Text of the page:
Why You Should Learn to Play an Instrument

The instrument begets complex music. This music and your learning the instrument augments your brain functioning. Because of heightened brain functioning, you reach your highest potential. So, what are the consequences of learning an instrument? Thus far, not many. Learning an instrument now seems to hold only benefits. Since learning to play one does have benefits, what are the benefits and how does it affect you?

The Mozart Effect

If you learn a classical instrument, you will likely come to play Mozart. Then you will undergo the Mozart Effect, the short-timed boost in temporal-spatial reasoning. Despite this boost, a boost in general intelligence does not accompany it. Before continuing, spatial reasoning is the intellectual process of solving problems and drawing conclusions from the mind's visual images. Not all studies have observed that boost, but most studies on it have.The music's more astounding effect is on the person with epilepsy. A study found that the music had decreased an epileptic child's seizure frequency per four hours from nine to one. Also, the music's complexity may cause the result, so repetitive (simple) music has no effect. Although it is the Mozart Effect, it results from listening to any complex classical music, such as Johann Sebastian Bach's. Altogether, the effect may be more scientific than educational. But still, you can benefit from listening to the music you learned to play.

Learning an Instrument Improves Your Math Skills

At Hoover Elementary Susan Corey initiated a program teaching 67 kids math on a music-based curriculum. On their final test, the children scored 40% higher than average students. Therefore, learning an instrument improves your math skills. Other studies also back this claim.

It Helps You Read

During summer children either lose their grasp on things learned or keep the same understanding of them. On average, the latter comes about in the best scenario. On the other hand, the former is likely to occur to poor children. In this case, the loss is usually of three whole months of learning, or one semester. So, starting in school at five and ending at 18, a poor child loses 36 to 39 months of learning. Here, reading and spelling skills diminish greatly. Although they raise bills, summer programs can solve the learning loss. But beginning on an instrument costs a one-time fee and nothing more while providing the same or greater boons.Dr. Nina Kraus of Northwestern University started many poor children on instrument learning. In turn, the children, of similar IQ and academic position, did not undergo summer learning losses. Thus, saying instrument-learning alone caused this may not be true, but clearly instrument-learning did influence it.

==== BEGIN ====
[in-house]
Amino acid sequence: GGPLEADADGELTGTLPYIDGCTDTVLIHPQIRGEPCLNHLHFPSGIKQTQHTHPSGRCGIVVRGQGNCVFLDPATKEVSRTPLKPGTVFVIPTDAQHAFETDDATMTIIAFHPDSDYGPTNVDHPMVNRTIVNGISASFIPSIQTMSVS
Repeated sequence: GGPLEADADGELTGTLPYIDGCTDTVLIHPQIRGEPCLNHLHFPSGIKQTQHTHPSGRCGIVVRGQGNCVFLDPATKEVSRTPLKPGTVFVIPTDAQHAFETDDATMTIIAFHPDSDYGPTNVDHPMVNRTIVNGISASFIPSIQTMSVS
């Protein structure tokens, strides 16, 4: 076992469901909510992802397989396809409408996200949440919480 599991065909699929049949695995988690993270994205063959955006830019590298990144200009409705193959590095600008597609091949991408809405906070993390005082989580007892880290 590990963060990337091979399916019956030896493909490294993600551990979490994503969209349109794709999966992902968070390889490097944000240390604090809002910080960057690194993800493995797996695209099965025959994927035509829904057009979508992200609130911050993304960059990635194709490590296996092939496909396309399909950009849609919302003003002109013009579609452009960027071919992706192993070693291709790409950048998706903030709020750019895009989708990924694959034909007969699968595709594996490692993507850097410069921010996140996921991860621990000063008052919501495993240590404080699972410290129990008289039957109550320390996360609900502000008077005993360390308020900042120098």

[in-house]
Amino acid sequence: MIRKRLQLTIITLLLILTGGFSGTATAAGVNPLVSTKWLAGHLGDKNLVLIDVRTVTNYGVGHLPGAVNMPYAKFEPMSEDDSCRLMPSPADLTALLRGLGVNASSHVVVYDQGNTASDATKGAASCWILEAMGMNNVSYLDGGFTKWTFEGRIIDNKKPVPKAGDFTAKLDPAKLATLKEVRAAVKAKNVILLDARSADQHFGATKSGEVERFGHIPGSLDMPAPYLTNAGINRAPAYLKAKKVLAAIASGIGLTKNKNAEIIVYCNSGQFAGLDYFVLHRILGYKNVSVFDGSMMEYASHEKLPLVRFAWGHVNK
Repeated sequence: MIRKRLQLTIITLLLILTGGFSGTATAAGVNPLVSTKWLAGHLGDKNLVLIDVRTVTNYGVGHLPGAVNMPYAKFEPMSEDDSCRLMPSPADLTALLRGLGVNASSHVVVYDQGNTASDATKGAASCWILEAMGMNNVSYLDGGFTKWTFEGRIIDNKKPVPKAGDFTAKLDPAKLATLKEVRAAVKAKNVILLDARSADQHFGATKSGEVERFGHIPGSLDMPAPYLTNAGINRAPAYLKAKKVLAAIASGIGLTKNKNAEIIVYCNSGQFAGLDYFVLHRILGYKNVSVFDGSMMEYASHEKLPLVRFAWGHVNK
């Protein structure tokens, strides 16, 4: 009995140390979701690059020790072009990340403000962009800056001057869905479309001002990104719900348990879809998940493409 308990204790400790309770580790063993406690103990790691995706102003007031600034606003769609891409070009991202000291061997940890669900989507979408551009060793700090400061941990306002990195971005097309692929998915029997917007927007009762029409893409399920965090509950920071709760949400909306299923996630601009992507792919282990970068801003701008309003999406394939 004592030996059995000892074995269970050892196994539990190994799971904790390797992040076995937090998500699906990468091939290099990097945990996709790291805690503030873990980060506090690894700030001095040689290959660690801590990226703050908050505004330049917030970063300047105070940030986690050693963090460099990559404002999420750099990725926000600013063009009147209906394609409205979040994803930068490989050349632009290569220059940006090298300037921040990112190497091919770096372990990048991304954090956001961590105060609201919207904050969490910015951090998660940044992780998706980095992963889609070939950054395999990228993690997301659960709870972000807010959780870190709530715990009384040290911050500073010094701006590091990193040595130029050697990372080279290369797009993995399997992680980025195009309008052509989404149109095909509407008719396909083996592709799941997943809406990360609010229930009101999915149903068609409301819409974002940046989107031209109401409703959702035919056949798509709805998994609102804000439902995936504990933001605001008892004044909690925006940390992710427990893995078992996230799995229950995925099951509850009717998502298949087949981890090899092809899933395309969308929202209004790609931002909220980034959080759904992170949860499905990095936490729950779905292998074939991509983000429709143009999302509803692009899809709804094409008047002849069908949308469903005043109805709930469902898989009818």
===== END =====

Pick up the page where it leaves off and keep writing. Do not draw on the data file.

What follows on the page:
It Sharpens Concentration & Disciplines You

Learning new skills requires strict attention and rigorous practice. Thus, you will naturally have to concentrate more on the skill to become better at it. Not only will you have to concentrate hard on it, but you will also have to do so for great lengths of time. Eventually, you develop a sense of discipline. If you thrust yourself into learning without dedication, you will not develop discipline or sharpen your concentration. So, these benefits come only with dedication. But, in relation to sharpening concentration, detecting error becomes easier, despite any amount of dedication.In opposition, instrument-learning may do nothing. Some say it smartens you, but those who choose to learn instruments may naturally be smarter. Maybe learning an instrument only teaches you to play that instrument. And nothing else. Or, its benefits can differ greatly by person. And it's for you to find whether instrument-learning truly benefits you.